The BDR

The
Broadcasters' Desktop Resource

... edited by Barry Mishkind - the Eclectic Engineer    


The Great Frequency Change of 1941

At 3AM EST on March 29, 1941, something amazing happened as AM radio stations 
all over America changed frequency. It was planned months in advance, and was 
referred to as "Moving Day."
Not one or two at a time. Most all of them. On one day. In fact, 802 of the 893 AM 
stations in the USA changed on that night from one spot on the dial to another. 
NARBA 
What was the reason for this? It was the NARBA (North American Radio Broadcast 
Agreement). Negotiated among the US, Canada, Mexico, Cuba, the Dominican 
Republic and Haiti, this agreement was the result of four years of negotiations, from
1937 to 1941
At that time, with the increase in broadcasting stations in the US and other countries, 
more and more signals were beginning to interfere. One of the big problems in the 
1930s had been the growth of high power stations in Mexico that were aimed at the USA 
(such "bootleg" stations were outlawed under NARBA).

The goal of the NARBA was to coordinate the assignment of radio frequencies and 
minimize interference, especially between countries. 

The PLAN
Wherever it was possible, stations were left where they were, or moved to adjacent 
channels. This minimized the financial burden on the stations, who wouldn't have 
to make major adjustments to transmitters, tuning networks and antennae. 
However, the new assignment of "Clear Channels" to Canada, Mexico, and Cuba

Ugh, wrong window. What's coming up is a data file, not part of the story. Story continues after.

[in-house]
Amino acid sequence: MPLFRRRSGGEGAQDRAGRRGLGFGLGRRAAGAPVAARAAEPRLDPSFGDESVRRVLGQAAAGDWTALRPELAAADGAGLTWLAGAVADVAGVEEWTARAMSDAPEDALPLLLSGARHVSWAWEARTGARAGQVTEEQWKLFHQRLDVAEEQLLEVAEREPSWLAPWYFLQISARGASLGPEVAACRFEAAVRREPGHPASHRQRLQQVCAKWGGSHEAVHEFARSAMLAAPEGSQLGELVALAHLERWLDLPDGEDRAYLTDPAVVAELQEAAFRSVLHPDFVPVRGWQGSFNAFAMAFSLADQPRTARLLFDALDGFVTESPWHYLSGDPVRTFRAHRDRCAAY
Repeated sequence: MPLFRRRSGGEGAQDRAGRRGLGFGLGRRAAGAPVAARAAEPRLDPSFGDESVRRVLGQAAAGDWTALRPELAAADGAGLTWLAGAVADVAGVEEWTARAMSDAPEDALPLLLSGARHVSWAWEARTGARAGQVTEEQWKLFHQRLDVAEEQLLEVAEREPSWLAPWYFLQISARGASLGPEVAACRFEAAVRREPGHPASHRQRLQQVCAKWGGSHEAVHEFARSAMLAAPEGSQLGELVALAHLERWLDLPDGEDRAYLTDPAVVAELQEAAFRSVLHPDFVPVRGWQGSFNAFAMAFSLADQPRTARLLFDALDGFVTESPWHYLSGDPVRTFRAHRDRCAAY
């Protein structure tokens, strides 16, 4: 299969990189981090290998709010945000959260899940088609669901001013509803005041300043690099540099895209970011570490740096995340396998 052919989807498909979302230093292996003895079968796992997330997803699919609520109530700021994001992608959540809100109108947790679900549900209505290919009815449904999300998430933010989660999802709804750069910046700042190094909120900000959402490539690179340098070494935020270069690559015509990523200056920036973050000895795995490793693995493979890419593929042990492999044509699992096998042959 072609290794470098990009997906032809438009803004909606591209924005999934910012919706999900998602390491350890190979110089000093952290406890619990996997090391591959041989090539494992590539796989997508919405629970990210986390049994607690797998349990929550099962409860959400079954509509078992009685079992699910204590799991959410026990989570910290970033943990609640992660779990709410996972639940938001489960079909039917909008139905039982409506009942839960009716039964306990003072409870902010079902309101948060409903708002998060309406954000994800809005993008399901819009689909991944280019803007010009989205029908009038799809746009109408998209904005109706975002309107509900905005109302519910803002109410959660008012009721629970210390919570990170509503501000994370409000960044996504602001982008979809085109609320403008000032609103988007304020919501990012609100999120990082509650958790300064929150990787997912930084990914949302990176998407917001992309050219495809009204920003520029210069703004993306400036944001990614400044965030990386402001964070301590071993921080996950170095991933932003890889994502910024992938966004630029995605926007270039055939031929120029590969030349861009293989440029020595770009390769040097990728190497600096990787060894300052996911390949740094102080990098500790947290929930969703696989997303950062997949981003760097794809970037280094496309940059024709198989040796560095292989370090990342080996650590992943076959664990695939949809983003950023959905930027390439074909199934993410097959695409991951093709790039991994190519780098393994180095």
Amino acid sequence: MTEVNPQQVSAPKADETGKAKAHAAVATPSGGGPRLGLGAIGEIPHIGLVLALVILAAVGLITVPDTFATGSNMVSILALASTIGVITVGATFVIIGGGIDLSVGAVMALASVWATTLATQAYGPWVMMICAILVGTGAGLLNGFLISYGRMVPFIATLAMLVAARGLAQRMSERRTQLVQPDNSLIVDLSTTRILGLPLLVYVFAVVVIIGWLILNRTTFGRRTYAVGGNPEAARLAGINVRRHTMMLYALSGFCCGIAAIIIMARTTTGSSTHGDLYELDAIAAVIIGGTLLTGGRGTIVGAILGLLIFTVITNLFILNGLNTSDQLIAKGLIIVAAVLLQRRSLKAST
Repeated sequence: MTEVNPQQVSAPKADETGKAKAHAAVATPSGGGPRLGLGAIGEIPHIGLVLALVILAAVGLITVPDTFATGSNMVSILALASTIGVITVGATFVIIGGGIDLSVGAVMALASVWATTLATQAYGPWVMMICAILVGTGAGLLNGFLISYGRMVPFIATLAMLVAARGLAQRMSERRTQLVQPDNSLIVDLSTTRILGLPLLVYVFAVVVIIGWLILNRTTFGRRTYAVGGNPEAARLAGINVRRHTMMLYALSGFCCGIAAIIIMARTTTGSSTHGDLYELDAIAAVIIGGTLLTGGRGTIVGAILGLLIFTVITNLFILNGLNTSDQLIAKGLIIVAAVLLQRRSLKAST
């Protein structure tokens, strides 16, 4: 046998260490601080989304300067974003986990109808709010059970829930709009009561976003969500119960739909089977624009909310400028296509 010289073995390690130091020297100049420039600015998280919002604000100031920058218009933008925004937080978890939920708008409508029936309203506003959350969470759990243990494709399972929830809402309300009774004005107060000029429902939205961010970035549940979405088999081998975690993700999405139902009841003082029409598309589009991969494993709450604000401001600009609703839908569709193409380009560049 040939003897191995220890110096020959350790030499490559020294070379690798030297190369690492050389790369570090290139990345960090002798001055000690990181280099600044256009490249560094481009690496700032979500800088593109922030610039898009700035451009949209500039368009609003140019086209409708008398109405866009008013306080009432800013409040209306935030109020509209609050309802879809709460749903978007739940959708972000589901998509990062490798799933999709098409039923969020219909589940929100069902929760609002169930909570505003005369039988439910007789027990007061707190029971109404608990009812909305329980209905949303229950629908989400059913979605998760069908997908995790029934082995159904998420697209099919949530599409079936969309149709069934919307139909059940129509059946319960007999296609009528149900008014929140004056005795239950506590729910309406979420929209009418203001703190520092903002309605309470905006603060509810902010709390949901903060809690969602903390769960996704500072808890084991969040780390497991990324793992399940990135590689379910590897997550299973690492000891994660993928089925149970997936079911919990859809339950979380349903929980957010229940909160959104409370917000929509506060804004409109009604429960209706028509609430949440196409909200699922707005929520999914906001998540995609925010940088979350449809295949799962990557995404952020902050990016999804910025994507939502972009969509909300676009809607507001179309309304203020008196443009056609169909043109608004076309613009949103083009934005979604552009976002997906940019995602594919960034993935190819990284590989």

required some moves as far as 40 kHz up the dial.
A big "win" for broadcasters was the extension of the Broadcast Band to 540 kHz on
the low side to an extra 100 kHz, the top was now 1600 kHz. Channels set aside for 
local stations were 1230, 1240, 1340, 1400, 1450, and 1490 kHz. 
In general, here is how the negotiators designed the moves:

 91 stations from  550 kHz to  720 kHz were left unchanged. 
 21 stations from  740 kHz to  780 kHz were moved up 10 kHz.
 22 stations from  790 kHz to  870 kHz were moved up 20 kHz.
633 stations from  880 kHz to 1450 kHz were moved up 30 kHz.
 11 stations from  880 kHz to 1450 kHz were moved up 40 kHz.
 11 stations from 1460 kHz to 1490 kHz were moved up 40 kHz.			
 63 stations on   1500 kHz             were moved down 10 kHz.
 41 stations 			       were moved in other ways.


Here are some examples of the moves made by noted United States stations:

                          Previously      New

	     WWL      850          870
	     WLS       870          890
	     WJZ       760          770  (now: WABC)
                WABC    860          880  (now: WCBS)
                WFLA     940          970   
	     WINS    1180         1000  (later to 1010)
	     WQXR   1550         1560  (now: WQEW)
NARBA was the controlling agreement between nations in the Western Hemisphere until
1981 when a Regional Agreement for the Medium Frequency Broadcasting Service in Region 2 was put into operation.

 

 

 

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